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Oil and Gas Investor

It’s easy today to get caught up in all the complexities about oil and gas operations with the terms “energy transition” and “decarbonization” permeating the news. Amid all of that discussion, we can’t lose sight of the fundamental public policy-related factors that make oil and gas operations viable. Fiscal terms, license to operate, a stable legal framework and access to investment capital have all been critical to the success of oil and gas operations in the U.S. In fact, our hydrocarbon laws and stable regulatory and investment climate have been the No. 1 reason the U.S. has led the world in the shale revolution.

So what is currently happening in U.S. public policy that is impacting these basic fundamental factors? First, let’s look at fiscal terms. The budget reconciliation package that is moving through Congress has a number of damaging provisions to the U.S. oil and gas industry. It eliminates several long-held cost recovery deductions and expensing allowance that have been part of the federal tax code for generations as means to encourage U.S. oil and gas production. They include the EOR credit, marginal well credit, expensing of intangible drilling costs, percentage depletion allowance for oil and gas wells, two-year amortization of geological and geophysical expenses, and capital gains treatment for certain royalties.

These deductions and allowances are similar to those used in other forms of manufacturing and resource development and are fundamental to the fiscal foundation of the U.S. oil and gas industry. Removing them will make the U.S. industry less competitive.

According to House Ways and Means Committee ranking member Kevin Brady (R-TX), these actions would constitute $145 billion in tax hikes on everyone within the industry.

Another blow to fiscal terms that would make the U.S. less competitive globally could come in the form of increases to royalty rates for oil and gas production on federal lands and waters to 20%—currently range from 12.5% to 18.75%—and raising rental fees and bonus bids as well. This move would come at a time in which activity has diminished on federal lands and waters due to a deteriorating regulatory environment and high operating costs.

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On top of all of this is the proposal for a methane fee. Allegedly it is a tax on methane emissions but is actually applied to all producers in a region.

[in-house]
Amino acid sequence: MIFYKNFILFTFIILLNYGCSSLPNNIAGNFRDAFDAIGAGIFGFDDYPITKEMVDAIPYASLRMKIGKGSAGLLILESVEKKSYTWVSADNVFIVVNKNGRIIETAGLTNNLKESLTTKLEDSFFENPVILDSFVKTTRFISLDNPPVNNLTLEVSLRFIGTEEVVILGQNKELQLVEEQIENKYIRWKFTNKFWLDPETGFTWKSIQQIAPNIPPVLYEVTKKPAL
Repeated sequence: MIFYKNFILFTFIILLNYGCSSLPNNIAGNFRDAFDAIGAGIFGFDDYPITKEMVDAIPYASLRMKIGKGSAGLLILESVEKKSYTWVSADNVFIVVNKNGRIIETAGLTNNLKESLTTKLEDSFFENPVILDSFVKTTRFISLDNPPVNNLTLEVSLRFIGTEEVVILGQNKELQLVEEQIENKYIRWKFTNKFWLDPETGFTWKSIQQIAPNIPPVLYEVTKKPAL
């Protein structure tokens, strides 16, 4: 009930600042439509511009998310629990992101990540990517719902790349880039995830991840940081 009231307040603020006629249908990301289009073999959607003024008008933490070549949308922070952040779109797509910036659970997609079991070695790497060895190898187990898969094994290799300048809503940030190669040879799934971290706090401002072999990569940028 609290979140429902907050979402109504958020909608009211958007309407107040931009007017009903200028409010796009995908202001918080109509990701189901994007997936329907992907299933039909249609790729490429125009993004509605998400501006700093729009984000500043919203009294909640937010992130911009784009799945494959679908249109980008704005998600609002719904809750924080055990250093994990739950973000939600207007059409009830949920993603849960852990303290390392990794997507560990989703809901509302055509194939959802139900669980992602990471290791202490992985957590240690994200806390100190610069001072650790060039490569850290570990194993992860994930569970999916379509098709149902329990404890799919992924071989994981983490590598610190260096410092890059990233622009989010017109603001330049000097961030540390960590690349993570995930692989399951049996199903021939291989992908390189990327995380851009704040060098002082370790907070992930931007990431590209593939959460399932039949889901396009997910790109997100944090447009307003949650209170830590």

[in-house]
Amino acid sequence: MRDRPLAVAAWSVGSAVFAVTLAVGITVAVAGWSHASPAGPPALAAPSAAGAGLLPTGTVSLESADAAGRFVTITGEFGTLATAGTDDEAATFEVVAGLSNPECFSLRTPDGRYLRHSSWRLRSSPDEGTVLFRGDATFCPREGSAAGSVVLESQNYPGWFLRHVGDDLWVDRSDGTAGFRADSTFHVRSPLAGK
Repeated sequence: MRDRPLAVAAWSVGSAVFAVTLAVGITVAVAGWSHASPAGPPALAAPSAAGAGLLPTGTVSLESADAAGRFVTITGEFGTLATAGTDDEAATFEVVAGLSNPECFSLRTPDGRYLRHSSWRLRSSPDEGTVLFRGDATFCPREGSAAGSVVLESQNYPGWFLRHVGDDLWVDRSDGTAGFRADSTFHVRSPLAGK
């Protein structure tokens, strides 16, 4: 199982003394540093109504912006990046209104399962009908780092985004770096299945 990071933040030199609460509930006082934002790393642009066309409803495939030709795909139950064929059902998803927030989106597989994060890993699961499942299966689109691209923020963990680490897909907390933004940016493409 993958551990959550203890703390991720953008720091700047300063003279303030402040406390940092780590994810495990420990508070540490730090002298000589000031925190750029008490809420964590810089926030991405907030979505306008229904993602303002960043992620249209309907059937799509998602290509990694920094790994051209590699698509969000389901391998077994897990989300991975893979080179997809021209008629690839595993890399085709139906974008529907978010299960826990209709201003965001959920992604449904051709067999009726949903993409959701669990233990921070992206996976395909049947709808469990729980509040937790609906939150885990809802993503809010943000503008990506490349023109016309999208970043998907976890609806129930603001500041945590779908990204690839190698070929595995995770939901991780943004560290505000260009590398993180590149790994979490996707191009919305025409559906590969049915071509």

Traditionally, U.S. policies on license to operate have given our industry a competitive advantage. However, recent actions and proposed changes to our energy and regulatory policies are eroding this competitive advantage.

Nowhere has obtaining and maintaining a license to operate become more difficult than on federal lands and waters. An indefinite “pause” on new offshore leasing has seemingly ended with a court order, but future stringent lease terms (including higher royalties) and stipulations promise to make future lease sales less attractive.

A programmatic environmental impact statement analyzing broad impacts of oil and gas leasing on climate change will take years to complete and will be a de facto moratorium on future leasing activities.

As the Biden administration drags its feet on federal leasing, keep a close eye out for impacts on private lands production through climate-related regulation. Notably, the changing makeup of the Federal Energy Regulatory Commission, with a majority of commissions to be appointed by Democrats, is also likely to impact pipeline permitting with a climate test being applied there as well.

Our stable hydrocarbon laws, with the rule of capture and private ownership of minerals, has always made the U.S. the best place globally to develop oil and gas. That too, however, is potentially threatened as government policies take aim at oil and gas activities. Nothing has been more telling than President Biden’s unsuccessful plea to OPEC to send more barrels to the U.S., while placing more areas off limits in the U.S. and shutting down the Keystone Pipeline.

Lastly, the flight of capital away from the oil and gas sector continues to negatively impact investment and project development. While much of this is due to investor sentiment, the White House has contributed to the problem through an executive order directing funding away from fossil energy projects.

Ironically, this and the other actions discussed above will actually thwart efforts to lower carbon emissions because it will discourage production of energy produced with leading technologies and under strong regulatory safeguards here in the U.S. including natural gas, as well as the construction of LNG export, transport and regasification infrastructure that would displace coal-fired generation in the developing world. Simply put, a strong and competitive U.S. oil and gas industry is a necessity. Failure to maintain that competitiveness will harm our security, economy and environment alike.